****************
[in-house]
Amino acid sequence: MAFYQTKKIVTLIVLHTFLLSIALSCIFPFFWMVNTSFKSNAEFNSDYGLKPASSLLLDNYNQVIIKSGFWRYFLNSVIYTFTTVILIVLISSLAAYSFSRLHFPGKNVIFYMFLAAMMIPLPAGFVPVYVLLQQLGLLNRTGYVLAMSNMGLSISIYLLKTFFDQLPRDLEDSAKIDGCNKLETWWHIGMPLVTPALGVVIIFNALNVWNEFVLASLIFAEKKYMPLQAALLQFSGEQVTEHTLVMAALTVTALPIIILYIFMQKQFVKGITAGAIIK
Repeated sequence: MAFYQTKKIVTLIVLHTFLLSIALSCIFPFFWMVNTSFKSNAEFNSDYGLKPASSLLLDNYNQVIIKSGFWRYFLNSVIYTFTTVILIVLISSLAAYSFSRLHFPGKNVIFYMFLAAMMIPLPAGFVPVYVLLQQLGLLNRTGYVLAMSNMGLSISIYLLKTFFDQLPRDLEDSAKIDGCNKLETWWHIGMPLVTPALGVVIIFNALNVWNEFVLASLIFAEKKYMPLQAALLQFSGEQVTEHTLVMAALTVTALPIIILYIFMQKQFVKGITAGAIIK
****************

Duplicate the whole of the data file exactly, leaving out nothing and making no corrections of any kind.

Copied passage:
[in-house]
Amino acid sequence: MAFYQTKKIVTLIVLHTFLLSIALSCIFPFFWMVNTSFKSNAEFNSDYGLKPASSLLLDNYNQVIIKSGFWRYFLNSVIYTFTTVILIVLISSLAAYSFSRLHFPGKNVIFYMFLAAMMIPLPAGFVPVYVLLQQLGLLNRTGYVLAMSNMGLSISIYLLKTFFDQLPRDLEDSAKIDGCNKLETWWHIGMPLVTPALGVVIIFNALNVWNEFVLASLIFAEKKYMPLQAALLQFSGEQVTEHTLVMAALTVTALPIIILYIFMQKQFVKGITAGAIIK
Repeated sequence: MAFYQTKKIVTLIVLHTFLLSIALSCIFPFFWMVNTSFKSNAEFNSDYGLKPASSLLLDNYNQVIIKSGFWRYFLNSVIYTFTTVILIVLISSLAAYSFSRLHFPGKNVIFYMFLAAMMIPLPAGFVPVYVLLQQLGLLNRTGYVLAMSNMGLSISIYLLKTFFDQLPRDLEDSAKIDGCNKLETWWHIGMPLVTPALGVVIIFNALNVWNEFVLASLIFAEKKYMPLQAALLQFSGEQVTEHTLVMAALTVTALPIIILYIFMQKQFVKGITAGAIIK